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Ferguson, Mo., Residents Grow Tired Of Violent Protests


In Ferguson, Mo., today, people are on edge. Protests continued there last night. That's after police shot and injured a man who they say shot at them this weekend. All this comes after a series of demonstrations marking the first anniversary of Michael Brown's death. As NPR's Hansi Lo Wang reports from Ferguson, many residents say they're being worn out, both by the protests and the unrest.

HANSI LO WANG, BYLINE: Last summer, the shooting death of Michael Brown tore apart this city, one that Laquita Robertson calls home. Now, a year later, Robertson says the way some people are marking that death is threatening Ferguson's tenuous peace. There were the shootings and store lootings this weekend. Robertson says she doesn't approve of some of the peaceful protests either, like forming a human-chain to stop traffic on the interstate.

LAQUITA ROBERTSON: But it was still crazy. I mean, why would you jump on the highway and walk? Accidents could have occurred. You know, people's lives would have been jeopardized on a march.

WANG: She says the protesters have her attention, but those living here will have to deal with the aftermath.

ROBERTSON: At the end of the day, when - I guess when it's all over with and said and done, we still have to live here after y'all done destroyed it, put it in an uproar, tore up a lot of things.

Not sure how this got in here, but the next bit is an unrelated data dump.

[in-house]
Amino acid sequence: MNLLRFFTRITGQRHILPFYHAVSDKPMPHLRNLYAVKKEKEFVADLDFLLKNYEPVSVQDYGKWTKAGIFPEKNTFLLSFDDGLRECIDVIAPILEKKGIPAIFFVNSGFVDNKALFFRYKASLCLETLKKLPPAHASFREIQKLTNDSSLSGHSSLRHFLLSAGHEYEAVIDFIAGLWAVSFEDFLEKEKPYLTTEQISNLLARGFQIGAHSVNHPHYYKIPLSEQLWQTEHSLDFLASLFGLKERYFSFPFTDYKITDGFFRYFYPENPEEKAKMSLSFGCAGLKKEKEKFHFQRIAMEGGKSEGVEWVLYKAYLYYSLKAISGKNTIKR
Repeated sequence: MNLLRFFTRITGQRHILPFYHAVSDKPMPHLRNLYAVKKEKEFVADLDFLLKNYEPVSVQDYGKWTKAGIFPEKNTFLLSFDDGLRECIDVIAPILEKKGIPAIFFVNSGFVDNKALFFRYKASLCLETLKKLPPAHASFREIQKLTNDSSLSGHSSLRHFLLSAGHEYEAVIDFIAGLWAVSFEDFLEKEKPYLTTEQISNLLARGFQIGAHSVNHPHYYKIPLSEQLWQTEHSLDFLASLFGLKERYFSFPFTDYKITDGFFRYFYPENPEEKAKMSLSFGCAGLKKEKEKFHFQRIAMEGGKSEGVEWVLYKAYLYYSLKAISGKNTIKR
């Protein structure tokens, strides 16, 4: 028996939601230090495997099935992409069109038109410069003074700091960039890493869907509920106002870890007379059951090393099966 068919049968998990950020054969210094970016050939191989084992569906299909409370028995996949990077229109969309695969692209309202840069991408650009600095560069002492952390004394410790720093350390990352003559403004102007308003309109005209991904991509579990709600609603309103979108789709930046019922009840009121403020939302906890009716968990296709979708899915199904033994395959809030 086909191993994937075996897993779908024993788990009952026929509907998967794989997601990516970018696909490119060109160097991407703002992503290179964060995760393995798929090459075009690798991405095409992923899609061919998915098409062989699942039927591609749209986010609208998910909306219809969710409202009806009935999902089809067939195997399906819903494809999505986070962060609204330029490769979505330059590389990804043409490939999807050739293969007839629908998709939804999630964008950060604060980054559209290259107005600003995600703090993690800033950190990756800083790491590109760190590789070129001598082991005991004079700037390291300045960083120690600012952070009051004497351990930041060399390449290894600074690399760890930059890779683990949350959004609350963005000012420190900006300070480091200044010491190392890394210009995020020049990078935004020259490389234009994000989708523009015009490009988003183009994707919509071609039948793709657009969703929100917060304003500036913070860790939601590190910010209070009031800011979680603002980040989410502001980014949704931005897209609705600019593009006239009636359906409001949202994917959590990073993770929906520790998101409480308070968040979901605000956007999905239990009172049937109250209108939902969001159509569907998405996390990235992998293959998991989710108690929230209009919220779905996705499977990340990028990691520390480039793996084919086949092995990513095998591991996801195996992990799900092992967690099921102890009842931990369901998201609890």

WANG: Ferguson resident Alan Mills says he's had it with the sporadic violence that has erupted around peaceful and often meaningful protests.

ALAN MILLS: Yes, I am. That I am - I'm fed up with it. I'm tired of it. I'm - I'm sorry about Mike Brown, but all of that other stuff is not necessary right now.

WANG: Maria Chappelle-Nadal represents Ferguson as a Missouri state senator and has been active in protests here since last year. While she doesn't condone the violence, she thinks that protesting is necessary to keep pressure on her fellow politicians.

MARIA CHAPPELLE-NADAL: There's this perception that they create in the media - we care about black people - and then when they get behind closed doors, it's business as usual. And we're sick of it. We're really sick of it.

WANG: Chapelle-Nadal says peaceful protesters like her want to see more changes in local and national policies around police accountability and relations between officers and the communities they serve. She adds that long-time demonstrators have been vigilant about keeping their protests in control. But then there are the newcomers.

CHAPELLE-NADAL: There are a lot of new people who've been part of these protests that now - who don't know about self-policing. But here's the other thing - I don't care if someone's uncomfortable or not. There's a First Amendment for a reason. It protects us. It allows us to voice our opinions when we have a grievance with our - our government.

WANG: Grievances that Ferguson resident Seven Young says are still valid.

SEVEN YOUNG: I went out last year, and I'm still in Ferguson. And...

WANG: Were you out this weekend?

YOUNG: No, I wasn't out this weekend.

WANG: Why not?

YOUNG: I went out there when it was fresh, when it really needed to be done, you know?

WANG: Now Young says, a year later, there's enough people out on the streets. They don't need him. So he's thinking more about staying safe for his 3-year-old daughter. He says he'll continue supporting the protests, but he'll be watching them at home on TV. Hansi Lo Wang, NPR News, Ferguson, Mo. Transcript provided by NPR, Copyright NPR.

Hansi Lo Wang (he/him) is a national correspondent for NPR reporting on the people, power and money behind the U.S. census.